Using GraphQL in your Python Django application
February 22nd, 2021

Comments

Using GraphQL in your Python Django application

Using GraphQL with DjangoREST API has been the most popular architectural style for designing Application Programming Interfaces (APIs). It provided better efficiency, increased scalability & improved performance to its counterpart SOAP.

However, REST API encounters a few major drawbacks as the app complexity grows:

  • Inflexible Structure

    • In the REST API paradigm Server defines the structure of the data which leaves the Client completely inflexible to changes
  • Strong Coupling between Client-Server

    • The only way for the Client to access some data is if the server has an exposed endpoint for it.
  • Under-fetching/ Over-fetching

    • As the structure defined by the Server is fixed and inflexible, Client is faced with problems like over fetching or under fetching of data
  • Multiple API calls

    • Requesting correct and complete data in REST API structure frequently results in multiple roundtrip API calls which reduces performance over time

The solution for all the above problems is GraphQL! As per docs

But what is GraphQL?

As per GraphQL docs

GraphQL is a query language for your APIs

What it means is unlike REST API, GraphQL uses Graph to represent your data. Each node in the Graph represents your Data model.

Why you should use GraphQL?

  • Unlike REST API which exposes multiple endpoint to clients, GraphQL exposes only a single endpoint
  • Clients can call this single endpoint & ask for the exact data they need
  • Server provides clients the exact requested data, No more No less!
  • Clients can declaratively fetch data from the server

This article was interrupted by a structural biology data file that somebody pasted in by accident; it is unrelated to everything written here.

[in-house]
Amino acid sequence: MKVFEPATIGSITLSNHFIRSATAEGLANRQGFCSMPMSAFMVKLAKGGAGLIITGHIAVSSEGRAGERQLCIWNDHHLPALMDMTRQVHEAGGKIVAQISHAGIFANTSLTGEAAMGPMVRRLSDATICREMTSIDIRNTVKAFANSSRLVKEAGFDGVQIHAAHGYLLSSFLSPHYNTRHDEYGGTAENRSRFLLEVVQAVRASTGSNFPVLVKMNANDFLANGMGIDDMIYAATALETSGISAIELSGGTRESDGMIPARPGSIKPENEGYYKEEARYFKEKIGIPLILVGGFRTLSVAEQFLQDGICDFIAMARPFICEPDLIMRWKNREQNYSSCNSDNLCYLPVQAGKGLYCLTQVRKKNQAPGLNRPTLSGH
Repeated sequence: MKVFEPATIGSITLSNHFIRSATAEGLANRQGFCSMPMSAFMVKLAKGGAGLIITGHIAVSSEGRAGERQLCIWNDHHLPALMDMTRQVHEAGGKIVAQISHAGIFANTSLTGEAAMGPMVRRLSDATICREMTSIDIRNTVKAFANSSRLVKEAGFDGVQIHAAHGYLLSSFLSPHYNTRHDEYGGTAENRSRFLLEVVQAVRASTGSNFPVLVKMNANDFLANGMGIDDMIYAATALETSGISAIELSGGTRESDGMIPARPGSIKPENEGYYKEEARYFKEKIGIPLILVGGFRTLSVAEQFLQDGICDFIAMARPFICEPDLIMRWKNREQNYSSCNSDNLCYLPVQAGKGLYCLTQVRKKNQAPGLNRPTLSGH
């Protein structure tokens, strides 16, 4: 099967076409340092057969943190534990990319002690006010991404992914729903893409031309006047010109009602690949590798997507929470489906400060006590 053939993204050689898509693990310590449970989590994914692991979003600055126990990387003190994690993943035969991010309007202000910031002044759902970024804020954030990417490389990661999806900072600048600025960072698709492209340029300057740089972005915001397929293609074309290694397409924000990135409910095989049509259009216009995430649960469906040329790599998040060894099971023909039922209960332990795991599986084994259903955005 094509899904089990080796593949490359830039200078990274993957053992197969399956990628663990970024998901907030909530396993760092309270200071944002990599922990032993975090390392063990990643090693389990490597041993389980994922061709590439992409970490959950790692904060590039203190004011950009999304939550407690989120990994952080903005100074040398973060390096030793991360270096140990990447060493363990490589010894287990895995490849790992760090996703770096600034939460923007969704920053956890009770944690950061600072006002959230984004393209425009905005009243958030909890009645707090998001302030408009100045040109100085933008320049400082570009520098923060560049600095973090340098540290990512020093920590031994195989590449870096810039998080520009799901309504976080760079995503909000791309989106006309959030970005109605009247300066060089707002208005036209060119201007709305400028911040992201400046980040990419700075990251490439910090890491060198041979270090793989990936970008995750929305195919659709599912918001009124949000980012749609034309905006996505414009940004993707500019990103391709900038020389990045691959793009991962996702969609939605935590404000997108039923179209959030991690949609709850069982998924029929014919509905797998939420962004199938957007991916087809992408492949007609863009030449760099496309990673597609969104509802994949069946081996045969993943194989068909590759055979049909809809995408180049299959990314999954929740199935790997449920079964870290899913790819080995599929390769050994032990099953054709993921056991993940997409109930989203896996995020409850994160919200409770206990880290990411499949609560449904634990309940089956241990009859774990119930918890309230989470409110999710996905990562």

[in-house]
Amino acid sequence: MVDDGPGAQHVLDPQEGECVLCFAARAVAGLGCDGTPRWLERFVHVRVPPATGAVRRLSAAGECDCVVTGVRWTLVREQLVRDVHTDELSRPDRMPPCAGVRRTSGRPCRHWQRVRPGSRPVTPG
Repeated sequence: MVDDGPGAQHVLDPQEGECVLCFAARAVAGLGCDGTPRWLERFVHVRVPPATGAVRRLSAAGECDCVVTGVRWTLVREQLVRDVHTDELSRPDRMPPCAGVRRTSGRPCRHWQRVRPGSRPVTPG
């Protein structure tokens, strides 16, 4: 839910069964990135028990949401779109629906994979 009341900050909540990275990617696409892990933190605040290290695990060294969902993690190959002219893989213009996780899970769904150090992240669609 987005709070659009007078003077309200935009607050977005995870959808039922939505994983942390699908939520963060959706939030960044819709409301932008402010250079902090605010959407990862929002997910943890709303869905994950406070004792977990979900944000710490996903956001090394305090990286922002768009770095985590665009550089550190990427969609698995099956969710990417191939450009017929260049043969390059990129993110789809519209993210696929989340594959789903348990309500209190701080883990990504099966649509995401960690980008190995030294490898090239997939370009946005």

In short,

GraphQL is the right choice for you if you have frequently changing data requirements in your application

So, how do you implement GraphQL?

  • GraphQL has both server side and client side implementation
  • GraphQL server defines the Graph of Data models also called Schema which is then declaratively consumed by GraphQL clients(Web, Mobile Apps etc)

Now let’s see how we can implement GraphQL in Python Django application

How to implement GraphQL in your Django Application?

Graphene-Python is a library for building GraphQL APIs in Python easily.

For implementing GraphQL in Django, we are going to use one of  Graphene-Python’s integration called Graphene-Django.

Blogging app with Django + GraphQL

To truly see the power of GraphQL in Django lets create a Blogging app having CRUD functionality.

Our app will have following features:

  1. Feed of all the Posts in Descending Order
  2. Individual Post details
  3. List of Authors
  4. Individual Author details
  5. List of Posts of a particular Author
  6. Add new Post
  7. Add new Author

If we were to design this type of system in REST API it would look something like this

  • GET requests
    • /posts
    • /posts/:id
    • /authors
    • /authors/:id
    • /authors/:id/posts
    • /posts/:id/authors/:id
  • POST requests
    • /authors
    • /posts

Now let’s design the same functionality in GraphQL.

Note: We are focusing on GraphQL server side implementation & to mimic GraphQL client we are going to use GraphiQL tool which allows us to test GraphQL API

To implement this we will implement the following steps
  • Create Blog project in Django
  • Define Blog Models
  • Install Graphene-Django
  • Create /graphql url
  • Define GraphQL Types
  • Create Queries and Mutations
  • Define Schema
  • Test using GraphiQL

Create Blog Project in Django

Firstly let’s create a directory called blogsite. Go to your terminal & run

> mkdir blogsite
> cd blogsite

Then we will create a virtual environment named env for our Django Project

> virtualenv env

Let’s activate our virtual environment named env

> source env/bin/activate

Post that we’ll install Django dependency

> pip install django

Once done we’ll create a Django project named blogsite in our current directory

> django-admin startproject blogsite .

We will also create a Django app called blog

> django-admin startapp blog

Let’s register our newly created blog app. Go to blogsite/settings.py and add blog to INSTALLED_APPS

...
INSTALLED_APPS = [ 'django.contrib.admin', 'django.contrib.auth', 'django.contrib.contenttypes', 'django.contrib.sessions', 'django.contrib.messages', 'django.contrib.staticfiles', 'blog'
]
...